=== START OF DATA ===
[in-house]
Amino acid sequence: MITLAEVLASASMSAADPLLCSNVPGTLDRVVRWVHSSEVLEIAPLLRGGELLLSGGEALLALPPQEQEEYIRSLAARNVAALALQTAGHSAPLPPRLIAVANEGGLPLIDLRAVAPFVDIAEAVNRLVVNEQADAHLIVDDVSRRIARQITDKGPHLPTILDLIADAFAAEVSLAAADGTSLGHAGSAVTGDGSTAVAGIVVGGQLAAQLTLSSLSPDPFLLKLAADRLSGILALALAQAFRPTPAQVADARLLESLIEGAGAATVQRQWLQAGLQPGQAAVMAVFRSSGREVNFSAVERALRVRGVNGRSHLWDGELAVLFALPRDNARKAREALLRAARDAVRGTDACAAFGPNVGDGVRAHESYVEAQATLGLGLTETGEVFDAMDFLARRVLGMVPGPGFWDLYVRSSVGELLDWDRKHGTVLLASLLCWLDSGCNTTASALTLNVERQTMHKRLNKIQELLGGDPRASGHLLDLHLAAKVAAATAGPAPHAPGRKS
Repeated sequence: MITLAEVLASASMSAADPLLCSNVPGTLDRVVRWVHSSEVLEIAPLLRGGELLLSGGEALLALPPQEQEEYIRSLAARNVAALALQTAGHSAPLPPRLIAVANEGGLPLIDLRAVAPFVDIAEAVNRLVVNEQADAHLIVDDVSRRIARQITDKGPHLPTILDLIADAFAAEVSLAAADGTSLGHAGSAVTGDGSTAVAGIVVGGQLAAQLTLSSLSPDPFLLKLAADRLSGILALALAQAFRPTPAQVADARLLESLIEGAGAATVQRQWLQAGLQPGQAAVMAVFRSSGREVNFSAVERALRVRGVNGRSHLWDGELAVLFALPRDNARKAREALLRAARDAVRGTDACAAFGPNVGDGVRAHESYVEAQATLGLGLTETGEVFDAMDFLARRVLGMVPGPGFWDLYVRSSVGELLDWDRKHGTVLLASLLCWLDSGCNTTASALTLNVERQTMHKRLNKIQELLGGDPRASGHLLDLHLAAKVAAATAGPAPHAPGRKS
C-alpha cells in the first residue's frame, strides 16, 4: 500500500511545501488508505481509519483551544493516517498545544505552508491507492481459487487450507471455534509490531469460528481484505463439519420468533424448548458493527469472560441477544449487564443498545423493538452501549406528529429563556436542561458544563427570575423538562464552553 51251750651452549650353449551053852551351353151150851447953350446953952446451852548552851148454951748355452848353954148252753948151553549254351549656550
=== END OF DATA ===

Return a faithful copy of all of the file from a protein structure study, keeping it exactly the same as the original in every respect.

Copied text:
[in-house]
Amino acid sequence: MITLAEVLASASMSAADPLLCSNVPGTLDRVVRWVHSSEVLEIAPLLRGGELLLSGGEALLALPPQEQEEYIRSLAARNVAALALQTAGHSAPLPPRLIAVANEGGLPLIDLRAVAPFVDIAEAVNRLVVNEQADAHLIVDDVSRRIARQITDKGPHLPTILDLIADAFAAEVSLAAADGTSLGHAGSAVTGDGSTAVAGIVVGGQLAAQLTLSSLSPDPFLLKLAADRLSGILALALAQAFRPTPAQVADARLLESLIEGAGAATVQRQWLQAGLQPGQAAVMAVFRSSGREVNFSAVERALRVRGVNGRSHLWDGELAVLFALPRDNARKAREALLRAARDAVRGTDACAAFGPNVGDGVRAHESYVEAQATLGLGLTETGEVFDAMDFLARRVLGMVPGPGFWDLYVRSSVGELLDWDRKHGTVLLASLLCWLDSGCNTTASALTLNVERQTMHKRLNKIQELLGGDPRASGHLLDLHLAAKVAAATAGPAPHAPGRKS
Repeated sequence: MITLAEVLASASMSAADPLLCSNVPGTLDRVVRWVHSSEVLEIAPLLRGGELLLSGGEALLALPPQEQEEYIRSLAARNVAALALQTAGHSAPLPPRLIAVANEGGLPLIDLRAVAPFVDIAEAVNRLVVNEQADAHLIVDDVSRRIARQITDKGPHLPTILDLIADAFAAEVSLAAADGTSLGHAGSAVTGDGSTAVAGIVVGGQLAAQLTLSSLSPDPFLLKLAADRLSGILALALAQAFRPTPAQVADARLLESLIEGAGAATVQRQWLQAGLQPGQAAVMAVFRSSGREVNFSAVERALRVRGVNGRSHLWDGELAVLFALPRDNARKAREALLRAARDAVRGTDACAAFGPNVGDGVRAHESYVEAQATLGLGLTETGEVFDAMDFLARRVLGMVPGPGFWDLYVRSSVGELLDWDRKHGTVLLASLLCWLDSGCNTTASALTLNVERQTMHKRLNKIQELLGGDPRASGHLLDLHLAAKVAAATAGPAPHAPGRKS
C-alpha cells in the first residue's frame, strides 16, 4: 500500500511545501488508505481509519483551544493516517498545544505552508491507492481459487487450507471455534509490531469460528481484505463439519420468533424448548458493527469472560441477544449487564443498545423493538452501549406528529429563556436542561458544563427570575423538562464552553 51251750651452549650353449551053852551351353151150851447953350446953952446451852548552851148454951748355452848353954148252753948151553549254351549656550